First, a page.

The proposed $2.4 trillion reconciliation bill includes $80 billion for increased Internal Revenue Service (IRS) funding. The Democrats want to beef up the tax agency and expand its powers. The aim is to raise revenues by reducing the tax gap, which is the amount of taxes legally owed but not paid.
Supporters think that greater enforcement would be good policy because the expected higher tax revenues would outweigh the cost of higher IRS spending. But that ignores the higher costs that would be imposed on the private sector, including tax compliance burdens and a loss of civil liberties. More aggressive IRS enforcement would mean more paperwork, more lawyer fees, more time consumed on tax matters, and more anguish and uncertainty for taxpayers. It could also result in less privacy and personal financial security. These private costs are difficult to measure, and are usually ignored by policymakers.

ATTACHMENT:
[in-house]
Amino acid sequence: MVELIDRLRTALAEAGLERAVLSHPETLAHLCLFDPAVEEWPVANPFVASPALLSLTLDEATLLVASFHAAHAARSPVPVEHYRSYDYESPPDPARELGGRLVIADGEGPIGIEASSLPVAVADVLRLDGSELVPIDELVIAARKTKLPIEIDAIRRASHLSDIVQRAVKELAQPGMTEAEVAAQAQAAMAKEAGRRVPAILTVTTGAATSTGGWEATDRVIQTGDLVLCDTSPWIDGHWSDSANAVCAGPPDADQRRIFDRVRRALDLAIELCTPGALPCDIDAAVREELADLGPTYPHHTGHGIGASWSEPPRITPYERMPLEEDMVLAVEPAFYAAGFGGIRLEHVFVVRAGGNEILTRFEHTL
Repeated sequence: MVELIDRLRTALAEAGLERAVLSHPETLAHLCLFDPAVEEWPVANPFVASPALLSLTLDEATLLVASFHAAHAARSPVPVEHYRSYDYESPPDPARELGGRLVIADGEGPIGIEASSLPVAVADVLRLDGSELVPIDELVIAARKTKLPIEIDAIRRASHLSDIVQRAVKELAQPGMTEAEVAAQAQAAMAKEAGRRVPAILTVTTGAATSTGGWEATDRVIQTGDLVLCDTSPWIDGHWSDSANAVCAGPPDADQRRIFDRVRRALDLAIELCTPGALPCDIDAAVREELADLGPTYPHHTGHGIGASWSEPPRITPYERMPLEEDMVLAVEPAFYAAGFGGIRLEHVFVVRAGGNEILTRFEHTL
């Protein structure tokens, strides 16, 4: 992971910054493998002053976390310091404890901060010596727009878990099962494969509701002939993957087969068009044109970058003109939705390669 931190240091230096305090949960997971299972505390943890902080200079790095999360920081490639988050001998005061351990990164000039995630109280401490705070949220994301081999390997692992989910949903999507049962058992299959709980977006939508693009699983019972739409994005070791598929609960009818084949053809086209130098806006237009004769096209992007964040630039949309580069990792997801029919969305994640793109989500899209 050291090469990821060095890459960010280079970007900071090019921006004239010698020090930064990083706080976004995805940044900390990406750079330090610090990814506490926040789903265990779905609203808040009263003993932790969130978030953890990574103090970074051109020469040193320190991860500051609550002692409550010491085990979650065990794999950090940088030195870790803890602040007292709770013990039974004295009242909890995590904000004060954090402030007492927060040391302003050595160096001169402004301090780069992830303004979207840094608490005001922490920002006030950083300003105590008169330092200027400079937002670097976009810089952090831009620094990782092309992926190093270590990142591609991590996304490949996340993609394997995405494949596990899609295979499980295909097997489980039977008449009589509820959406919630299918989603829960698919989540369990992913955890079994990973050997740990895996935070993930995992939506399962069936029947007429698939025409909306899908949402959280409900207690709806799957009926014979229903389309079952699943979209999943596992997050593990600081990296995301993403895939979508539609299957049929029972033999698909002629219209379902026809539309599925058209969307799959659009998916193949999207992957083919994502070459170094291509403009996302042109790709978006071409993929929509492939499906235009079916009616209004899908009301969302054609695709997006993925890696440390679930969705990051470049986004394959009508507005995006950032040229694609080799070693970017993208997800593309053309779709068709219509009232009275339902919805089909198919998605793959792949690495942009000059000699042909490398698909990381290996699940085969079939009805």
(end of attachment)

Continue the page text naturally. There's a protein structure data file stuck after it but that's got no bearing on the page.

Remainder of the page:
With IRS enforcement, there is a trade‐off between the benefits of a lower tax gap and the costs to society of achieving it. If we wanted a tax gap of zero, we could hire an army of IRS agents to routinely search every home and laptop in the nation and impose root‐canal audits on everyone. But people in democracies do not accept that level of government intrusion, and so every tax system has a tax gap.